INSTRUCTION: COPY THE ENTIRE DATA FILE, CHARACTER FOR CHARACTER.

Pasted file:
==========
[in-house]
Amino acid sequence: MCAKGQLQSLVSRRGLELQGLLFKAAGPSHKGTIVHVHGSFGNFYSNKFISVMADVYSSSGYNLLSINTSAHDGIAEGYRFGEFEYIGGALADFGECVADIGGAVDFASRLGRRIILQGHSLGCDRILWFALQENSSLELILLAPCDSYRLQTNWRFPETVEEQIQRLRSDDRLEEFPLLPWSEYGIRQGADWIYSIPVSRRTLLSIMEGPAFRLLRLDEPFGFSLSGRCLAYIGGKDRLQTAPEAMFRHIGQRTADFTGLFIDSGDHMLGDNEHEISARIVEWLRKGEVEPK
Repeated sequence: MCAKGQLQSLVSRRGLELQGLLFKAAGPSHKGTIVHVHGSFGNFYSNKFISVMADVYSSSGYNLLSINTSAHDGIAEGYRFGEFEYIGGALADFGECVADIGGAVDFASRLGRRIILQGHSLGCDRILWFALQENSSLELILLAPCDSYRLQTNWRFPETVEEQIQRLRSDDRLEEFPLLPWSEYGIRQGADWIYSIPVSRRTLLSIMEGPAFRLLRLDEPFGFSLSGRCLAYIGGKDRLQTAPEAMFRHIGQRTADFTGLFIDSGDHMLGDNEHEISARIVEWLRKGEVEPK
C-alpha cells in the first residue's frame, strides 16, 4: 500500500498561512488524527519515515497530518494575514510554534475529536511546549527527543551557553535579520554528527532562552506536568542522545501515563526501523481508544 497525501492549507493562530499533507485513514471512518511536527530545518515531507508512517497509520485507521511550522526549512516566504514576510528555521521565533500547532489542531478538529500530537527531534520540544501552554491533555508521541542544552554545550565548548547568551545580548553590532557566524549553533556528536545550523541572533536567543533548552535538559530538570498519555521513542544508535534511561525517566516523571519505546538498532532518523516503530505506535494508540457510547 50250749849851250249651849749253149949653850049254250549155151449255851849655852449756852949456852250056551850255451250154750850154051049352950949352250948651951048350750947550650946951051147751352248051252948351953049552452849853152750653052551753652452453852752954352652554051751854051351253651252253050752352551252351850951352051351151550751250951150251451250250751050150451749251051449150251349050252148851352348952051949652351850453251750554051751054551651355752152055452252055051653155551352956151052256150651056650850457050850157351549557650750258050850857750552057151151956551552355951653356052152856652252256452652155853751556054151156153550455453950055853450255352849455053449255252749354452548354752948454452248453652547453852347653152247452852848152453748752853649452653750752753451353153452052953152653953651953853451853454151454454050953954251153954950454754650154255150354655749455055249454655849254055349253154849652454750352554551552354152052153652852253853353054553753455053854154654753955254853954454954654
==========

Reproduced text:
[in-house]
Amino acid sequence: MCAKGQLQSLVSRRGLELQGLLFKAAGPSHKGTIVHVHGSFGNFYSNKFISVMADVYSSSGYNLLSINTSAHDGIAEGYRFGEFEYIGGALADFGECVADIGGAVDFASRLGRRIILQGHSLGCDRILWFALQENSSLELILLAPCDSYRLQTNWRFPETVEEQIQRLRSDDRLEEFPLLPWSEYGIRQGADWIYSIPVSRRTLLSIMEGPAFRLLRLDEPFGFSLSGRCLAYIGGKDRLQTAPEAMFRHIGQRTADFTGLFIDSGDHMLGDNEHEISARIVEWLRKGEVEPK
Repeated sequence: MCAKGQLQSLVSRRGLELQGLLFKAAGPSHKGTIVHVHGSFGNFYSNKFISVMADVYSSSGYNLLSINTSAHDGIAEGYRFGEFEYIGGALADFGECVADIGGAVDFASRLGRRIILQGHSLGCDRILWFALQENSSLELILLAPCDSYRLQTNWRFPETVEEQIQRLRSDDRLEEFPLLPWSEYGIRQGADWIYSIPVSRRTLLSIMEGPAFRLLRLDEPFGFSLSGRCLAYIGGKDRLQTAPEAMFRHIGQRTADFTGLFIDSGDHMLGDNEHEISARIVEWLRKGEVEPK
C-alpha cells in the first residue's frame, strides 16, 4: 500500500498561512488524527519515515497530518494575514510554534475529536511546549527527543551557553535579520554528527532562552506536568542522545501515563526501523481508544 497525501492549507493562530499533507485513514471512518511536527530545518515531507508512517497509520485507521511550522526549512516566504514576510528555521521565533500547532489542531478538529500530537527531534520540544501552554491533555508521541542544552554545550565548548547568551545580548553590532557566524549553533556528536545550523541572533536567543533548552535538559530538570498519555521513542544508535534511561525517566516523571519505546538498532532518523516503530505506535494508540457510547 50250749849851250249651849749253149949653850049254250549155151449255851849655852449756852949456852250056551850255451250154750850154051049352950949352250948651951048350750947550650946951051147751352248051252948351953049552452849853152750653052551753652452453852752954352652554051751854051351253651252253050752352551252351850951352051351151550751250951150251451250250751050150451749251051449150251349050252148851352348952051949652351850453251750554051751054551651355752152055452252055051653155551352956151052256150651056650850457050850157351549557650750258050850857750552057151151956551552355951653356052152856652252256452652155853751556054151156153550455453950055853450255352849455053449255252749354452548354752948454452248453652547453852347653152247452852848152453748752853649452653750752753451353153452052953152653953651953853451853454151454454050953954251153954950454754650154255150354655749455055249454655849254055349253154849652454750352554551552354152052153652852253853353054553753455053854154654753955254853954454954654